It's the fear of parents everywhere, the day after Halloween when Christmas starts creeping into our every sight. Zainab Boladale looks at the reasons for the hype.
While most of us are just getting over the madness of Halloween and beginning to embrace these cold winter nights, it seems the retail world doesn’t want us to have a break just yet. Christmas lights were put up barely a day after Halloween and shops frantically began marketing all their Christmas goods. The likes of Brown Thomas are noticeable for it as they often have their Christmas stock in as early as September, when it’s commonly only accepted that Christmas festivities and marketing starts at the end of November.
 
Completely ignoring the fact that there are still at least seven weeks left until Christmas, retail and commercial companies are putting early pressures on consumers because they know that people love the promise of bargains. Prices tend to go up drastically a week before Christmas day and companies want to be able to capitalise on the panic that sets into last minute shoppers who will purchase on demand products at any price.
 
You would think they’d consider the fact that it’s evidently too early as people are still only attempting to decide what winter jackets they should invest in. Interestingly enough, the retail world's response to this saw online outrage when they tried to justify saying that they’re only facilitating the high rates of consumer demands. Last week, the Journal.ie carried out an online poll asking readers if they think it’s too early to talk about Christmas. The poll results showed that 66% said yes and 32% said no while 1% had no opinion on the matter.
 
In recent years, the internet has been filled with many memes wars and discussions on whether it’s too early to discuss Christmas. In 2013, Christmas was surprisingly trending on Twitter in the middle of October and this year November 1st saw the sudden presence of the Christmas meme trend. Only a week ago, I noticed a very popular Facebook meme which said “There are twelve days of Christmas, not twelve weeks of it.” I think this says it all. One of the biggest arguments against early Christmas is that by the time Christmas day actually does come around, most people are over the holiday spirit and really I can’t agree with this more. This type of early anticipation for Christmas isn’t common around the world. Most countries have events in November such as Americans with their Thanksgiving Day.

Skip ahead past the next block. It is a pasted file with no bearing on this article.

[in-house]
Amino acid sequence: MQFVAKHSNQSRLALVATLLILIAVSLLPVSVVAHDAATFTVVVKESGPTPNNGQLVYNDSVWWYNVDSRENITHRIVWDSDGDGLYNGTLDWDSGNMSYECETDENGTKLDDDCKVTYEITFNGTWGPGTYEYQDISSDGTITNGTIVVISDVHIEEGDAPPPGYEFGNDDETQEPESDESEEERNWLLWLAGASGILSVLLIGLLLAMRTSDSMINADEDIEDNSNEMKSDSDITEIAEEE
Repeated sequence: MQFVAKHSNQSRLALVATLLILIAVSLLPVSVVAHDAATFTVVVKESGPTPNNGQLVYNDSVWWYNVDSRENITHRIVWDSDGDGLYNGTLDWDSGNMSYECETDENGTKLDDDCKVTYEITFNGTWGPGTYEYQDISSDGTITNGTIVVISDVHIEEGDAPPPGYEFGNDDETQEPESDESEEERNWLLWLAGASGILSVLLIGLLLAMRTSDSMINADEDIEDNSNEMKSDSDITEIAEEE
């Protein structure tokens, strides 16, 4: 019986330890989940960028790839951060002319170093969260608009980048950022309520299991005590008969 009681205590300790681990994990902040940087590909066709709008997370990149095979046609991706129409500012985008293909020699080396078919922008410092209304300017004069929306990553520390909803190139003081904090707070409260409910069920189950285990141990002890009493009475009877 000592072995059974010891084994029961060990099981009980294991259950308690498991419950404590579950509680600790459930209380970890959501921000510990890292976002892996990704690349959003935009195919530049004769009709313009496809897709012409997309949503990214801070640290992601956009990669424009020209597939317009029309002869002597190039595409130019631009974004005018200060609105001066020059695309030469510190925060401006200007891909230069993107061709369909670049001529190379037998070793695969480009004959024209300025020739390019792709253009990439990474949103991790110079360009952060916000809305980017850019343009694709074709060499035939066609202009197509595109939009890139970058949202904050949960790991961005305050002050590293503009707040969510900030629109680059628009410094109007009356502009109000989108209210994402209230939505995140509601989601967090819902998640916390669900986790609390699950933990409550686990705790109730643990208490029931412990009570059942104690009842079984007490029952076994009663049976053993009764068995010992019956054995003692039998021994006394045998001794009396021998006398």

While in the US, shops are also gradually stocking their shelves with Christmas products, there is still more of a focus on Thanksgiving Celebrations. For Americans, the crazy sales that follow Thanksgiving, Black Friday, signifies the beginning of Christmas shopping. So maybe our problem is that we don’t have a November holiday to stave off the Christmas buzz. Instead, we just leap right into it. Here in Ireland, parents who are not easily swayed by the Christmas lights and Christmas music already playing across counties will soon feel Christmas creeping into their homes. The easiest targets are young children. The attention of these young children is being grabbed by flashy products advertised on the television and in shop windows. How are they expected to avoid getting ready for Christmas if it’s all they hear about?
 
I’ve noticed that there’s also been an early media hype over Christmas. For example, the Irish Mirror have numerous articles about where to get the best deals and the Independent had an article about a family who has already hung up their Christmas lights. It really wouldn’t surprise me if an artist releases their Christmas single in the next few days just to cash in on the frenzy.
Perhaps I’m just another Scrooge who thinks all things Christmas should be reserved for the month of December but social media shows that many others think the exact same. I for one, will not be prancing around in a Christmas Jumper or buying presents (until next month of course). But for those who wish to do so, don’t be surprised if someone comments on it!